"We have experience of what it's like to sit onstage," explains Larry Tarlow, "and we know what the printed part should look like. The music should be transparent and flow directly from the eye to the hands. We strive for that : absolute acceptance of everything on the page."
As librarians, all three are official members of the New York Philharmonic whose names appear on the 106-count roster. Each was hired by the Music Director : Mr. Tarlow by Zubin Mehta, Ms. Pearson by Kurt Masur, and Ms. Griffin by Alan Gilbert : following an audition before an Orchestra committee that involved extensive oral and written examinations covering repertoire and industry knowledge, publisher information, music copying, written bowings and cuts, all orchestral instruments and their transpositions, and copyright laws.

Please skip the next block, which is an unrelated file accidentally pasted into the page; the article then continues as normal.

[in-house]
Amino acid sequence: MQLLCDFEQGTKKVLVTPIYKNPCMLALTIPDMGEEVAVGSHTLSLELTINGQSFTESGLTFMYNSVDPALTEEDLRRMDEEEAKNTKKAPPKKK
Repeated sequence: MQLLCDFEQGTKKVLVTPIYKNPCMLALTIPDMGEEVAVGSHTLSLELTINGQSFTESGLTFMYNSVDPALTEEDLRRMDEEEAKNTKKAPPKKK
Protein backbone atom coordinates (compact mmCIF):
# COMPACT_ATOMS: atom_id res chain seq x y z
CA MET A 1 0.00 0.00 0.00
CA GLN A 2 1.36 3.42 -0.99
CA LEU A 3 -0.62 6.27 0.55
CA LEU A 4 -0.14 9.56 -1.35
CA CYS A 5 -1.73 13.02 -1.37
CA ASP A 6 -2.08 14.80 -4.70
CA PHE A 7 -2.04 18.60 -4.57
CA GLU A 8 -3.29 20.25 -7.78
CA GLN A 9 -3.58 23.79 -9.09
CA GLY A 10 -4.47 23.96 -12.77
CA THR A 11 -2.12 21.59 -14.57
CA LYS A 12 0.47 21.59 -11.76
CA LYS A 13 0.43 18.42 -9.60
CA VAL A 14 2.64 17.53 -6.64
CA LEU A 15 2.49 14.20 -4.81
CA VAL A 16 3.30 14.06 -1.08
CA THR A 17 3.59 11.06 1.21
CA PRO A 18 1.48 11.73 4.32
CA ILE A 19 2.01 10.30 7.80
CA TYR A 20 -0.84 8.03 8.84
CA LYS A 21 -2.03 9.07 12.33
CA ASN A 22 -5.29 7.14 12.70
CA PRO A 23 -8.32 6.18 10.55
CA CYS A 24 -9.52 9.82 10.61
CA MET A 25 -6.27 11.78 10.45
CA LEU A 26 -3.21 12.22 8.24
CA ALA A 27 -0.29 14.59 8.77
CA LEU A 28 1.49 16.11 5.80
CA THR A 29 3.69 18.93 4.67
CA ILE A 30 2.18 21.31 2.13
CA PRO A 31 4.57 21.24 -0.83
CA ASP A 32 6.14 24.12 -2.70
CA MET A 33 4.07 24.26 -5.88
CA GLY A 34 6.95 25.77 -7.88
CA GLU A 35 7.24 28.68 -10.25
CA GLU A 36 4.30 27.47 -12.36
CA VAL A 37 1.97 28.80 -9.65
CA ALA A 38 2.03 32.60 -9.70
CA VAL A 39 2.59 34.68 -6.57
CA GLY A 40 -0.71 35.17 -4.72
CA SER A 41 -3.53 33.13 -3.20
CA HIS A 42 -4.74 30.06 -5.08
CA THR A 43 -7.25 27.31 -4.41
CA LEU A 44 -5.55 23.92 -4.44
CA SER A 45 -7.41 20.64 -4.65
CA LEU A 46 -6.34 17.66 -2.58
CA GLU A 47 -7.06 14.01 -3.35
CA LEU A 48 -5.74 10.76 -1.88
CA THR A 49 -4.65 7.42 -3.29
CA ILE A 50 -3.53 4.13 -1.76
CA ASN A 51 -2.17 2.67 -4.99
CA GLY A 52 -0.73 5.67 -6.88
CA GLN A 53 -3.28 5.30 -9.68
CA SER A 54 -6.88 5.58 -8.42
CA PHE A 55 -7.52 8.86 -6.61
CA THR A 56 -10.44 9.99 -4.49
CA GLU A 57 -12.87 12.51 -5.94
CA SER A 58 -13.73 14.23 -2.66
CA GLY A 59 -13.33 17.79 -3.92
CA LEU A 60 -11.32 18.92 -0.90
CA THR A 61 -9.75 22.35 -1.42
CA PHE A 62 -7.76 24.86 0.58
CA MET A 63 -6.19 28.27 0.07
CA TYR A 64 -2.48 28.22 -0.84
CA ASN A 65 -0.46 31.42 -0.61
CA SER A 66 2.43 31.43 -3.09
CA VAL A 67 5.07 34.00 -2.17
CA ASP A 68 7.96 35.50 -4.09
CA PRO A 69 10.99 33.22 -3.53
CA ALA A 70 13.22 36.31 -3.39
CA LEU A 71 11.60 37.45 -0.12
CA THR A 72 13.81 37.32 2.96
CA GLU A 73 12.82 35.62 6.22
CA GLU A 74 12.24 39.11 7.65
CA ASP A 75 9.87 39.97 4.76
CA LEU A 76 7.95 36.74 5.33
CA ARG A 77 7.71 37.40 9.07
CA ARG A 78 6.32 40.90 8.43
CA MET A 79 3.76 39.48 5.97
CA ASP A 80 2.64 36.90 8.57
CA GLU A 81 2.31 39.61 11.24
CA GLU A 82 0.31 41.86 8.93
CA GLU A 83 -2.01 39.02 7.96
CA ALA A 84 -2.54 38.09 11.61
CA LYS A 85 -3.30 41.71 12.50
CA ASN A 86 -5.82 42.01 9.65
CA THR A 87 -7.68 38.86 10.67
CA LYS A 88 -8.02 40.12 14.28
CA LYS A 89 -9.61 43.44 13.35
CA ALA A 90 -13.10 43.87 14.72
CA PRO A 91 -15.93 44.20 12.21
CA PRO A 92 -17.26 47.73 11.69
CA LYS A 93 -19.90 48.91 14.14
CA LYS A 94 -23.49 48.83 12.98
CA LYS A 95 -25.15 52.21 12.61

And all clearly love their work. "Preparing music is a very meaningful way of expressing yourself as a musician," says Sara Griffin. "It is a great feeling to look out on stage before the downbeat of a concert and see your work on the stands. It is even better when you hear it!"
Lucy Kraus is the Senior Publications Editor at the New York Philharmonic. She provided the photographs of the individual librarians that appear in this article.